GRANT: As mature bucks often do, “The Other Guy” only stopped for a couple of seconds and then took off, not giving Heath enough time for a shot.
GRANT: Worrying about the camera, stopping the buck in frame, and getting all ready, probably cost Heath an extra second or two. And that was too much. Heath thinks he needed another good second to get the shot off.
GRANT: Heath’s encounter with “The Other Guy” is a great testimony to the GrowingDeer Team’s scent control practices. We’ve been using D/Code and ScentCrusher to totally clean our gear and our clothes. And I think it’s a great testimony that Heath had a mature buck just a few feet downwind and the buck never knew Heath was in the area.
GRANT: Proud of Heath for having the discipline to pass the shot, rather than try to make a moving shot and potentially wound the deer.
GRANT: A couple of days later, Heath is back in Arkansas and he and his wife, Lindsey, have time to squeeze in a quick morning hunt on Halloween.
GRANT: A few days earlier, Heath had captured “Spindle Top Junior” using his iSpotter while he was scouting. This was on October 24th and the first time they’d seen this buck during daylight.
GRANT: This buck was cruising the downwind side of an oak savannah, some native grass, and some Eagle Seed beans. He was on a downwind side because he was scent checking for receptive does.
GRANT: Knowing how bucks use wind direction to scent check cover areas for receptive does can be a key to punching your tag with a mature buck.
GRANT: Based on this information and the recent observation of “Spindle Top”, Heath and Lindsey headed to a soft-side blind in the same area.
HEATH: (Whispering) We’re after a couple bucks. We’ve got some daylight pictures of ‘em. We’ve actually seen ‘em from the house a couple times in the last week. We don’t typically bow hunt here just a tremendous amount because of the way these mountains are shaped here. Just, the wind swirls really bad. But, with these blinds, we’re able to get away with a little more scent – it helps us control our scent better. So, anyway, this bean field’s only about 100 yards away, so if they come on this half of the bean field, they’ll be in range or even 60 yards. So.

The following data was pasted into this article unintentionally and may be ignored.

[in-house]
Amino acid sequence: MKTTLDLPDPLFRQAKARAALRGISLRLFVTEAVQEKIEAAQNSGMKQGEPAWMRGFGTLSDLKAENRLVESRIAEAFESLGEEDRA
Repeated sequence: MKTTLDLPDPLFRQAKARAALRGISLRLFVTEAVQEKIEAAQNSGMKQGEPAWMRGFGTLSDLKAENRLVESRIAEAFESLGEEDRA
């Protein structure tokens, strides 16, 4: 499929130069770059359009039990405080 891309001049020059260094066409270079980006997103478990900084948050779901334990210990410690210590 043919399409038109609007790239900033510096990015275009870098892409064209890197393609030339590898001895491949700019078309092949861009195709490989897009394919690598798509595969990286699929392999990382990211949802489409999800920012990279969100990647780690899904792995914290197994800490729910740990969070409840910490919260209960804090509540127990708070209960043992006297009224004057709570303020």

HEATH: (Whispering) We’re just gonna sit here and see if we can catch one of these bucks cruising looking for does or checkin’ scrapes on the edge of this field or something. So. That’s kind of the game plan this morning. We’re gonna sit here and see what happens.
GRANT: Not long after daylight, a doe and a fawn came feeding through the beans.
GRANT: Just a few minutes later, Heath looks down the road on the downwind side of the native grass and there’s their top hit list buck, “Spindle Top Junior.”
HEATH: (Whispering) He’s gonna check them does out (Inaudible).
GRANT: The buck is headed into the timber. So, Heath grabs his Messenger grunt call and grunts at the buck.
GRANT: “Spindle Top Junior” actually pushes a doe out of the timber and back into the native grass.